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WHO Bulletin on Global Fund conflict of interest
An article in the Bulletin of the World Health Organization raises concerns regarding conflict of interest in a partnership where SABMiller, the world’s second largest brewer by sales volume, receive funding from the Global Fund for a HIV/AIDS prevention project in drinking establishements in South Africa. "No conflict of interest" replies the Global Fund.
The recent issue of Bulletin of the World Health Organization carries a round table section: "Global Fund collusion with liquor giant is a clear conflict of interest. The First article is by Richard Matzopoulos, Charles DH Parry, Joanne Corrigall, Jonny Myers, Sue Goldstein and Leslie London. They describe how the Global Fund to Fight AIDS, Tuberculosis and Malaria (Global Fund) has recently included SABMiller as a recipient of funding for an education intervention aimed at minimizing alcohol-related harm, including HIV prevention, among men in drinking establishments.The authors think Global Fund support for this initiative is cause for concern.
The article discusses whether men in drinking establishments are the best target group for the intervention, whether a drinking establishment is the best location, and whether the educational intervention itself is effective. Their experience is that the liquor industry is inclined to support alcohol interventions that will not affect drinking rates at a population level. These interventions allow the industry to simultaneously fulfil social and legal obligations to address the harmful use of alcohol while ensuring that sales and profits are maintained.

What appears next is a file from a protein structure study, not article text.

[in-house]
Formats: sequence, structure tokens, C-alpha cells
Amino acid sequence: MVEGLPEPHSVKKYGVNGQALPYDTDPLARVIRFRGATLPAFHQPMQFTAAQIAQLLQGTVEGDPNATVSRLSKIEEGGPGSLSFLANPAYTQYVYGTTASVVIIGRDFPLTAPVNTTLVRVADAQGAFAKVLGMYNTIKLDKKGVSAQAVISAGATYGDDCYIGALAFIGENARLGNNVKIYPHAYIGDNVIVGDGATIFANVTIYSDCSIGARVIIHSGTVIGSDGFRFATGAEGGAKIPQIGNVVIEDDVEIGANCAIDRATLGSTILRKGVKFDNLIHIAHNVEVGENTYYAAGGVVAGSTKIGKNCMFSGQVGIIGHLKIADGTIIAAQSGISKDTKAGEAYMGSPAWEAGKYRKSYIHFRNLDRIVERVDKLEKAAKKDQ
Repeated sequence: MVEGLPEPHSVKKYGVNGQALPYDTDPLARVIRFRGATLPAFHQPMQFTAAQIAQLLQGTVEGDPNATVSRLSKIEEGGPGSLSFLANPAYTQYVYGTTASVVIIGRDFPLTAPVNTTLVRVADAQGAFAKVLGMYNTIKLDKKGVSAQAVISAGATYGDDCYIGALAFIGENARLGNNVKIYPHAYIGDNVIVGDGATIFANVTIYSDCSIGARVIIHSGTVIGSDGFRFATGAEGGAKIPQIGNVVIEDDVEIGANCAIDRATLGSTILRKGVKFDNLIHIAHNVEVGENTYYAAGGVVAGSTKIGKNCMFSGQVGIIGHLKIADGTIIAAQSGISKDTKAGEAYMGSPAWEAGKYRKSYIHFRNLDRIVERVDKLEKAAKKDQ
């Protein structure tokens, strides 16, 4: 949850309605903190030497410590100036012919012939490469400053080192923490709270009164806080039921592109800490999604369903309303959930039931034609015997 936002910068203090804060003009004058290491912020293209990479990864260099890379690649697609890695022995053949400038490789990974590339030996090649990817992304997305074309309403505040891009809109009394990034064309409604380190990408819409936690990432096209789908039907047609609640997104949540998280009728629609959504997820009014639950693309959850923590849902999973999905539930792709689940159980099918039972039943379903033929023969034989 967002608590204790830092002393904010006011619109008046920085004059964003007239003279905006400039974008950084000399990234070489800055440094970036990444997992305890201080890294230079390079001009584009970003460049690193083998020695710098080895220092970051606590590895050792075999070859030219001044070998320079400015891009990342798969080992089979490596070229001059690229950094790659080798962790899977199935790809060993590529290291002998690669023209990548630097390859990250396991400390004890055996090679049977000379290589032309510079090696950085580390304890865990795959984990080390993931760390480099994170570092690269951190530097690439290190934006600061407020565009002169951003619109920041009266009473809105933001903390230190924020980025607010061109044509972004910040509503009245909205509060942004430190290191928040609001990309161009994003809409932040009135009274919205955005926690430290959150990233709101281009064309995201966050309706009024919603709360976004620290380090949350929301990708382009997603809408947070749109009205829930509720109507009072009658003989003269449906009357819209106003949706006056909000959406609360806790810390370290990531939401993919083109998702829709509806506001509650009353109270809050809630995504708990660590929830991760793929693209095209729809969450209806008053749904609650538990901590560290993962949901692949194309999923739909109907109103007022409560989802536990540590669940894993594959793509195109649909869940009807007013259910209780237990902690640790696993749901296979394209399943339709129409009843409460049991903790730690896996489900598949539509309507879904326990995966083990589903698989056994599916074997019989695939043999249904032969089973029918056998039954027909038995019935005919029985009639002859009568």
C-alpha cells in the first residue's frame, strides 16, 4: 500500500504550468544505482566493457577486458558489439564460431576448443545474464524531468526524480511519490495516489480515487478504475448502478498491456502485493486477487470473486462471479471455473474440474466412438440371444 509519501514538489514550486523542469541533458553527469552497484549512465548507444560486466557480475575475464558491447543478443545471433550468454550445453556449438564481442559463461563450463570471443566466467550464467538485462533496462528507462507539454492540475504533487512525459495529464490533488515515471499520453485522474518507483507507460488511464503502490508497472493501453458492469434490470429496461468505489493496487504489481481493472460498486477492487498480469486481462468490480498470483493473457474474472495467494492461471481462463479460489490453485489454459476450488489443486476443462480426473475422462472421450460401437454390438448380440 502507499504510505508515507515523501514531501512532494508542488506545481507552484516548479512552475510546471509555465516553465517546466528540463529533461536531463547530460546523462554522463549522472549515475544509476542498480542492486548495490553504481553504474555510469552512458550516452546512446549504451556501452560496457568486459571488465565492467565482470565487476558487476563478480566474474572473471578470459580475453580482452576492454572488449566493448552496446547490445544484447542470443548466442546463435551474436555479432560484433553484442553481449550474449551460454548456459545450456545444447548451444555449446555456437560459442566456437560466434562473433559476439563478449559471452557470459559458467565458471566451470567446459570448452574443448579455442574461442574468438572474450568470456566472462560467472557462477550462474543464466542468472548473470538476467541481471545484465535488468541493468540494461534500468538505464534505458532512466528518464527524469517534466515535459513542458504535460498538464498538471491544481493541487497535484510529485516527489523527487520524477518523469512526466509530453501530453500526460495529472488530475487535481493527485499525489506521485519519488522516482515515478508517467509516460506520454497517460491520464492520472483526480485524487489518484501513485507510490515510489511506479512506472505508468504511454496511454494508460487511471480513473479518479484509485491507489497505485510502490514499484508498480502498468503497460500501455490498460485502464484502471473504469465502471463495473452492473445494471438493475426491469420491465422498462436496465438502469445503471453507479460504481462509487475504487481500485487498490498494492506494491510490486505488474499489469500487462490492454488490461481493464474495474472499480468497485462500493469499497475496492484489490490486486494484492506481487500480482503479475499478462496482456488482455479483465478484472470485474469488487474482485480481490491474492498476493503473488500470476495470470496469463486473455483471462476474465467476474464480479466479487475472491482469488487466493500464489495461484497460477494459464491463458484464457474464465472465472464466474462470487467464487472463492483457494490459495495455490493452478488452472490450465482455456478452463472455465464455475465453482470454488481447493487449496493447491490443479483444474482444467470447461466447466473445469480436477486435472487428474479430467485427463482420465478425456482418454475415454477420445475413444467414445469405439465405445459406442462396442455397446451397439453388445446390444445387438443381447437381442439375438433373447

Providing funding for a highly profitable industry that could afford to fund its own interventions also reduces the funds available for less well-resourced organizations.
Ask the authors: "Do we take it that the problem of “corporate capture” has now spread to one of the largest health funders in the world?"
Global Fund replies
Gilmore and Fooksa warns that the need for funding will continue to drive corporate philanthropy in global health, until those developing or funding alcohol interventions address these potential conflicts better, problems such as this one under discussion will recur and the harms arising from alcohol misuse will fail to be addressed. Even in the field of tobacco control, which is arguably leading the way in this area, the drive for resources continues to result in conflicts.
They conclude: "It is clear that robust rules for managing potential conflicts of interest are required to ensure effective philanthropy in the public interest."
See the WHO Bulletin articles on this page or dowload directly: Global Fund collusion with liquor giant is a clear conflict of interest